Twine (website)

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Twine
Twine-logo.jpg
Twine-screenshot.png
Web address www.twine.com
Commercial? Yes
Type of site Public semantic web service
Registration Optional
Created by Radar Networks
Launched October 19, 2007
Current status Inactive

Twine is an online, social web service for information storage, authoring and discovery. Created by Radar Networks, the service was announced on October 19, 2007 and made open to the public on October 21, 2008.[1] On March 11, 2010, Radar Networks was acquired by Evri Inc. along with Twine.com[2] and since May 14, twine.com re-directs to evri.com.

Twine combines features of forums, wikis, online databases and newsgroups[3] and employs intelligent software to automatically mine and store data relationships[4] expressed using RDF statements.

Site description[edit]

Twine services information storage, authoring and discovery through its website and browser-based tools. The service, intended for regular web users, attempts to automate certain processes related to data categorization and keyword-association (tagging).[5] The system employs natural language processing and machine learning to extract concepts from written text in user data[1] and express it using RDF triples tied to a semantic taxonomy based on concepts mined from Wikipedia.[5] This makes it easier for machines to process the data.[6][7] The extracted data is useful to search on the website where, in comparison to a non-semantic keyword categorization scheme, a user can additionally select a type of thing he wants to find such as person or location.

Twine is a social network and its users can add contacts, send private messages and share information. Users can collaborate on collecting data through private or public twines; data collections focused on a certain topic, such as politics.[8]

Data can be imported to Twine's website through conventional uploading of files, writing text with a WYSIWYG editor or using a bookmarking tool for webpages. The tool works in a similar manner as other social bookmarking websites. Users can manually write summaries, specify keywords (tags) and select an image to include in the bookmark that appears on Twine's website. Certain types of media in bookmarks, such as YouTube videos, are automatically embedded in Twine's pages when bookmarked. Twine also offers limited wiki capabilities to collaboratively edit documents.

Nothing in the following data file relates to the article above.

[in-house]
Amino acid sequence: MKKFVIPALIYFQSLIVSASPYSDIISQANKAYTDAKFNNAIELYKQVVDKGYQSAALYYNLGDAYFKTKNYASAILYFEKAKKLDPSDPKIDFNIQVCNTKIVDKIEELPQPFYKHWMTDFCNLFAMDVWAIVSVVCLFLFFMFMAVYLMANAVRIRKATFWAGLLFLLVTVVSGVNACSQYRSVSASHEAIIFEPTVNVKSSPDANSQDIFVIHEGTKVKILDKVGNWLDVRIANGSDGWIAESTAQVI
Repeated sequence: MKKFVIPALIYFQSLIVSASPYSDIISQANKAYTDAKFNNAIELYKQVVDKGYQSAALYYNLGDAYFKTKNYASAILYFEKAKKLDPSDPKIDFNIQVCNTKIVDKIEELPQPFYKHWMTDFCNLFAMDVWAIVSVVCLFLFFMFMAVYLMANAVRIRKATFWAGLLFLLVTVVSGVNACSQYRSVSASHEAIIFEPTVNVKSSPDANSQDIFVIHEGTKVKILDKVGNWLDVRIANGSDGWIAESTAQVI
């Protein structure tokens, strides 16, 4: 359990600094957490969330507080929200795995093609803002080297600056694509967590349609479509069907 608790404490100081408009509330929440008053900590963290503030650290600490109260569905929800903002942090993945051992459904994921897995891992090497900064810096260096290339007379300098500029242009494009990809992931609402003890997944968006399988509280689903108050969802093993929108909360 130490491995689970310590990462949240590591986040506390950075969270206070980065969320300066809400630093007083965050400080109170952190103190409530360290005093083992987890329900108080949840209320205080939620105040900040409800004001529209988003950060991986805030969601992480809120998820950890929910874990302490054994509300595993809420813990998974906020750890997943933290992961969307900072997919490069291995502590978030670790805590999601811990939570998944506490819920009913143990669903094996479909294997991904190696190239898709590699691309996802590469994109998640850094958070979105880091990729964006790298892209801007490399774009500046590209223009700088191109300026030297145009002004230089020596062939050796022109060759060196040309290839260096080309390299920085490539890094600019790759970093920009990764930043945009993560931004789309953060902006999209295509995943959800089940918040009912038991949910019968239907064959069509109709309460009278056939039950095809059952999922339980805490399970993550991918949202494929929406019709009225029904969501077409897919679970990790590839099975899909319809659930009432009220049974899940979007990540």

Information discovery is mostly done through a user's main page where items appear, organized by the twine they belong to. Twine also uses machine learning technologies that, over time, use semantic metadata to learn and generate more relevant, automatic information recommendations of possible interest to the user.

History[edit]

The company remained in stealth mode until October 19, 2007 when Twine was announced and limited invitations were handed out for beta testing. In February 2008 it was announced that Radar Networks raised a Series B venture round led by Velocity Interactive Group, Vulcan Capital and Draper Fisher Jurvetson. The service became visible to the public and search engines in July 2008. Approximately 50,000 people had signed up during Twine's beta-phase and 34,000 were active at that time.[9] Twine went public on October 21, 2008.[1] On March 11, 2010, the search engine Evri Inc. announced the acquisition of Radar Networks and Twine.com.[2]

References[edit]

  1. ^ a b c Erica Naone (2008-09-21). "Untangling Web Information". Technology Review. Retrieved 2008-10-21. 
  2. ^ a b Evri Inc. (2010-03-11). "Evri Announces Acquisition of Twine, Relaunches Consumer Site". Retrieved 2010-05-08. 
  3. ^ Rafe Needleman (2008-03-07). "Twine: The Semantic Web Takes Shape, with Twine". Cnet news. Retrieved 2008-10-20. 
  4. ^ John Markoff (2006-12-11). "Entrepreneurs See Web Guided By Common Sense". New York Times. Retrieved 2008-10-20. 
  5. ^ a b Tim O'Reilly (2007-10-18). "Web2Summit: Radar Networks Unwinds twine.com". O'Reilly Radar. Retrieved 2007-10-20. 
  6. ^ W3C Semantic Web FAQ
  7. ^ Michael Copeland (2007-03-07). "Web 3.0: No Humans Required". CNNMoney.com. Retrieved 2007-08-11. 
  8. ^ Sarah Miller (2008-02-03). "An Online Organizer That Helps Connect the Dots". New York Times. Retrieved 2007-10-20. 
  9. ^ Dan Farber (2008-07-31). "Radar Networks readies new release of Twine". Cnet news. Retrieved 2008-10-19. 

See also[edit]